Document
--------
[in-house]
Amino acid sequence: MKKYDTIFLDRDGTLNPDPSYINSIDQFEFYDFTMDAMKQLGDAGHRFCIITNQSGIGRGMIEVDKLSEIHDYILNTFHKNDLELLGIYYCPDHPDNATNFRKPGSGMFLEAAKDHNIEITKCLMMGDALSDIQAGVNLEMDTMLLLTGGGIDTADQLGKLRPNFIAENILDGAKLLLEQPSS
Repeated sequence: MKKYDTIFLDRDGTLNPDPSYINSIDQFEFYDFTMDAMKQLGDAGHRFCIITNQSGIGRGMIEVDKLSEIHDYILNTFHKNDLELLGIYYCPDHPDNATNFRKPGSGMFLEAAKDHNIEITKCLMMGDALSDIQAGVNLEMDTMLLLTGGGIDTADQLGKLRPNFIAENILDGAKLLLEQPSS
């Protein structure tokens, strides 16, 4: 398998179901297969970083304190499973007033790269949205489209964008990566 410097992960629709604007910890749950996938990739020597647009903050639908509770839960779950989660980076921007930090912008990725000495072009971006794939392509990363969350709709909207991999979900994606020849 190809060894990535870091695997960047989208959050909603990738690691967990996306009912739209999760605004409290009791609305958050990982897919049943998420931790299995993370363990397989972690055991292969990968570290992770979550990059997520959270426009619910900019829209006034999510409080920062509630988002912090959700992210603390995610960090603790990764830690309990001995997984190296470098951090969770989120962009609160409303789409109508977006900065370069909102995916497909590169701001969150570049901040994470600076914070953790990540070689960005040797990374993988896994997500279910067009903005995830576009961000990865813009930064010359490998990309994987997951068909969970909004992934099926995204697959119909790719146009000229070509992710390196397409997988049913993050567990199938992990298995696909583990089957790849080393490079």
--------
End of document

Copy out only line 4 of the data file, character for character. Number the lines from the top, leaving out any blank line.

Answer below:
């Protein structure tokens, strides 16, 4: 398998179901297969970083304190499973007033790269949205489209964008990566 410097992960629709604007910890749950996938990739020597647009903050639908509770839960779950989660980076921007930090912008990725000495072009971006794939392509990363969350709709909207991999979900994606020849 190809060894990535870091695997960047989208959050909603990738690691967990996306009912739209999760605004409290009791609305958050990982897919049943998420931790299995993370363990397989972690055991292969990968570290992770979550990059997520959270426009619910900019829209006034999510409080920062509630988002912090959700992210603390995610960090603790990764830690309990001995997984190296470098951090969770989120962009609160409303789409109508977006900065370069909102995916497909590169701001969150570049901040994470600076914070953790990540070689960005040797990374993988896994997500279910067009903005995830576009961000990865813009930064010359490998990309994987997951068909969970909004992934099926995204697959119909790719146009000229070509992710390196397409997988049913993050567990199938992990298995696909583990089957790849080393490079």